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Preparatory Program in Basic Science(PYSC001) PART (I) PYSICS(2) Coordinator: Prof.Dr.Hassan A.Mohammed

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UNIT II : MOMENTUM & ENERGY 3 - MOMENTUM & IMPULSE 3.1 Momentum :Impetus(im + petus):in motion Momentum is a vector quantity that reflects an object’s ability to do work or cause damage. This ability is directly proportional to both the object’s mass and velocity. Therefore, momentum is defined as: Momentum = mass × velocity, or, p = m × v The SI unit of momentum is: kg.m/s.

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Any object at rest has zero momentum. On the other hand, a moving object with either a large mass or large velocity has a large momentum. Examples: a supertanker (large mass), and a bullet (large velocity).

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3.2 Impulse: 3.2.1 Definition A force can be applied to an object only for a limited duration (∆t). The longer that ∆t is, the greater that the effect will be on the object (causing a change in its velocity and momentum). Therefore, we introduce impulse as the product of the applied force and the time interval during which the force acts: Impulse = force on object × time interval; or

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The adjacent graph shows the force’s behavior. From the above definition of impulse, impulse in this graph should be the area under the force curve. If we can determine the average impact force (F avg ), impulse would also be the area of the rectangle whose width is ∆t and height is F avg.

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3.2.2 Relationship of Impulse to Momentum: This means that the impulse on an object equals the change in its momentum.

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3.2.3 Important notes : 1. Whenever we exert a force on an object, we also exert an impulse on it. 2. When the force is not constant, we take its average to calculate the impulse. 3. We may say that an object has momentum, but may not say that it has impulse. 4. We may say that an impulse on an object causes a change in its momentum. Alternatively, we may say that a change in an object’s momentum causes an impulse.

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5. Bouncing results in a change of direction of v and p producing larger impulse and force a)If we drop two balls of equal mass, one made of play- dough and the other of highly elastic rubber, the first ball stops upon hitting the ground, producing an impulse ∆p = mv – 0 = mv. The second ball reverses direction, producing an impulse ∆p = mv – (– mv) = 2mv. b) Following the same principle, a karate expert breaks a stack of bricks by bouncing his hand off it.

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3.2.4 Car-Crash Example The figure shows a car whose driver lost control of the brakes while going at a constant speed, v. To stop the car, the driver must choose between three options: (a) Driving into a haystack, (b) Driving into a brick wall, or (c) Bouncing off a concrete wall. All options will cause the same change in momentum: I = ∆p = mv - 0 = mv.

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However, as is indicated in the figure, there are important differences between these options, as follows: a) The haystack option extends the impact time, which greatly decreases the impact force and reduces harm and damage. b) The brick-wall option shortens the impact time, which results in a very high impact force that would cause great harm and damage. c) The concrete-wall option is similar to the previous one, but with the added effect of bouncing. This doubles the change in momentum and, consequently, the impact force.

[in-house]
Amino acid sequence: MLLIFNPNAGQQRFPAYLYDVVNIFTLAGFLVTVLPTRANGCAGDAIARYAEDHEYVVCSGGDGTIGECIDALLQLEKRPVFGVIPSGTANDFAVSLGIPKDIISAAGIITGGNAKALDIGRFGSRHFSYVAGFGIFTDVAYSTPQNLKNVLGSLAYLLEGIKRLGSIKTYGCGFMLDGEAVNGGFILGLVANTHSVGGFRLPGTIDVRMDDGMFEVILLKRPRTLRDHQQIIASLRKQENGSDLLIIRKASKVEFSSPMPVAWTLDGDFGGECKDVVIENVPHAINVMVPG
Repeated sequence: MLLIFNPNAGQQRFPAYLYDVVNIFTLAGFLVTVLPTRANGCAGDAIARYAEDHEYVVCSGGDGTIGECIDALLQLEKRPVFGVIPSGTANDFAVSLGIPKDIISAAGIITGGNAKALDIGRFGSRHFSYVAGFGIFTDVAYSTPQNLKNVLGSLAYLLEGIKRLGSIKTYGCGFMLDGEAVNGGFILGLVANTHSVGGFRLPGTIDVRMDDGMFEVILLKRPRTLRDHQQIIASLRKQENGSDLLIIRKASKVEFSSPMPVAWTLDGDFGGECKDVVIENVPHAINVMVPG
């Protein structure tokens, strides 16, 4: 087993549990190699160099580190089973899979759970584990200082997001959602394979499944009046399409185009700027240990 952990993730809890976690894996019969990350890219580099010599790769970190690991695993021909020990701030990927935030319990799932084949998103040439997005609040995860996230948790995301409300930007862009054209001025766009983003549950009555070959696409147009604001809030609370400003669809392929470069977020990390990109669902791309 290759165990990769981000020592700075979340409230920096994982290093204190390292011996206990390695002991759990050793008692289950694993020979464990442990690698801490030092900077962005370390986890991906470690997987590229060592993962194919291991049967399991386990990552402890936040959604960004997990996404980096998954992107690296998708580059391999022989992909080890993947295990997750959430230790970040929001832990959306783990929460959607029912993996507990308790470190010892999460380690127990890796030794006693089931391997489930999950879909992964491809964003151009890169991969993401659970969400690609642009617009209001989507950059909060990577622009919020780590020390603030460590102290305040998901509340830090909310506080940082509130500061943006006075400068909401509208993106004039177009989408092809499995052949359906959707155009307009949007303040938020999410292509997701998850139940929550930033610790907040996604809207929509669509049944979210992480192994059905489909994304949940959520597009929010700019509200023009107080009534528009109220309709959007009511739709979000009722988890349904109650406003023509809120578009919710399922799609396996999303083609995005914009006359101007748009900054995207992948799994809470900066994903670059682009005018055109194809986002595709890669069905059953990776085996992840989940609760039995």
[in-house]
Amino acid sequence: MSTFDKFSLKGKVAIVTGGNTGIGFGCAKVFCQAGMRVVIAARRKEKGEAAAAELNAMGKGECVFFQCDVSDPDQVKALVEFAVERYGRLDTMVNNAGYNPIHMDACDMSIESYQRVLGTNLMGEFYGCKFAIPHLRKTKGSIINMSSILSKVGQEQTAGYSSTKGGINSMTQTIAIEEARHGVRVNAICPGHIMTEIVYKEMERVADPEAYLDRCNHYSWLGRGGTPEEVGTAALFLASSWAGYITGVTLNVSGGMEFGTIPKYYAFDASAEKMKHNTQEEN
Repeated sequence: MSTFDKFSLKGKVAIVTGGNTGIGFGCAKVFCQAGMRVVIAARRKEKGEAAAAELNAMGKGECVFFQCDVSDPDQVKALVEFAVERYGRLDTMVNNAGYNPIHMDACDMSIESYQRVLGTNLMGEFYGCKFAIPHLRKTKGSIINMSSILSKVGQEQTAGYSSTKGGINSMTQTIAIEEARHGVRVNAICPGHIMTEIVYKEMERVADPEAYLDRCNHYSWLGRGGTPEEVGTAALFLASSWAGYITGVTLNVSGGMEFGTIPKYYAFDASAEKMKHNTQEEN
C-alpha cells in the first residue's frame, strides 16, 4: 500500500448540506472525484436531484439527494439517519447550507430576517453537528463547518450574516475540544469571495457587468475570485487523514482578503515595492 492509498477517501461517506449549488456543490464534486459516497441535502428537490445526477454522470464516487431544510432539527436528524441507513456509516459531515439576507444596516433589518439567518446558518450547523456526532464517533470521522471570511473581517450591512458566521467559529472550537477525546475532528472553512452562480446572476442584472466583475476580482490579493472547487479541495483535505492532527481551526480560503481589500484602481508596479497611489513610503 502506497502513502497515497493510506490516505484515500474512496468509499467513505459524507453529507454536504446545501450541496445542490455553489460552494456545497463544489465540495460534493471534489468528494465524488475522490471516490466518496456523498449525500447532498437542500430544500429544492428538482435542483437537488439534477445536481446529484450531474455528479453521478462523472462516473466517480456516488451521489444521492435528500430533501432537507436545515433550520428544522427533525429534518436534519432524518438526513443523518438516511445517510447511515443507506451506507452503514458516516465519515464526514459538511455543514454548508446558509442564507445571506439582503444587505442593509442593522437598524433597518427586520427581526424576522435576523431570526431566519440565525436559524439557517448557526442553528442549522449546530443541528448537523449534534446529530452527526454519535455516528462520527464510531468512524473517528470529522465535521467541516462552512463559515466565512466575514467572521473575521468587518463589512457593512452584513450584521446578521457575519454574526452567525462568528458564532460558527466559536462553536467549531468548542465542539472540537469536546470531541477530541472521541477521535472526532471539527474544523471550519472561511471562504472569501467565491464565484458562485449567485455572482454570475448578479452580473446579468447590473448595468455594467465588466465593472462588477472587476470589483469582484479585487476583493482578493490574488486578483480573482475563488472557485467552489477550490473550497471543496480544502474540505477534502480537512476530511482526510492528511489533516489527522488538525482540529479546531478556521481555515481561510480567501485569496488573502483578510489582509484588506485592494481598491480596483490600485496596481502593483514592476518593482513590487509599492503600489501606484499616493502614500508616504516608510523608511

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3.3 Conservation of Momentum 3.3.1 Derivation From Newton’s 3rd law, we learned that the interaction forces between two objects (A and B) are given By: we can conclude from this that: The impulse from A on B cause a change in the momentum of object),B and vice versa. Thus, we have:

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Hence, the momentum of the A-B system is the same before and after the interaction. This is the law of “conservation of momentum : Momentum is never gained or lost in an interaction.

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3.3.2 Collisions 3.3.2.1 Definition Collision is a special kind of interaction in which the interacting objects come in contact with each other so as to exchange momentum and energy. A collision is distinguished by an impact that separates between what happens before and after the collision

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3.3.2.2 Types There are two types of collisions: a. Elastic Collisions in which the colliding objects are not permanently deformed and do not generate heat. Example:collision between the billiard balls in the figure. b. Inelastic Collisions in which the colliding objects become distorted and generate heat. This is usually associated with tangling, sticking, or coupling between the colliding objects. Example: collision between the two cars in the figure.

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3.3.2.3 Discussion 1. In a collision between two objects, momentum is exchanged. This exchange depends on the details of the collision, such as the velocity of the colliding objects, and whether the collision is elastic or not. 2. As was discussed earlier, momentum is conserved in a collision, which means that: before after. This is true for both elastic and inelastic collisions. 3. At impact, the impulses of the two colliding objects are equal and Opposite: which means that the momentum gained by one object equals the momentum lost by the other.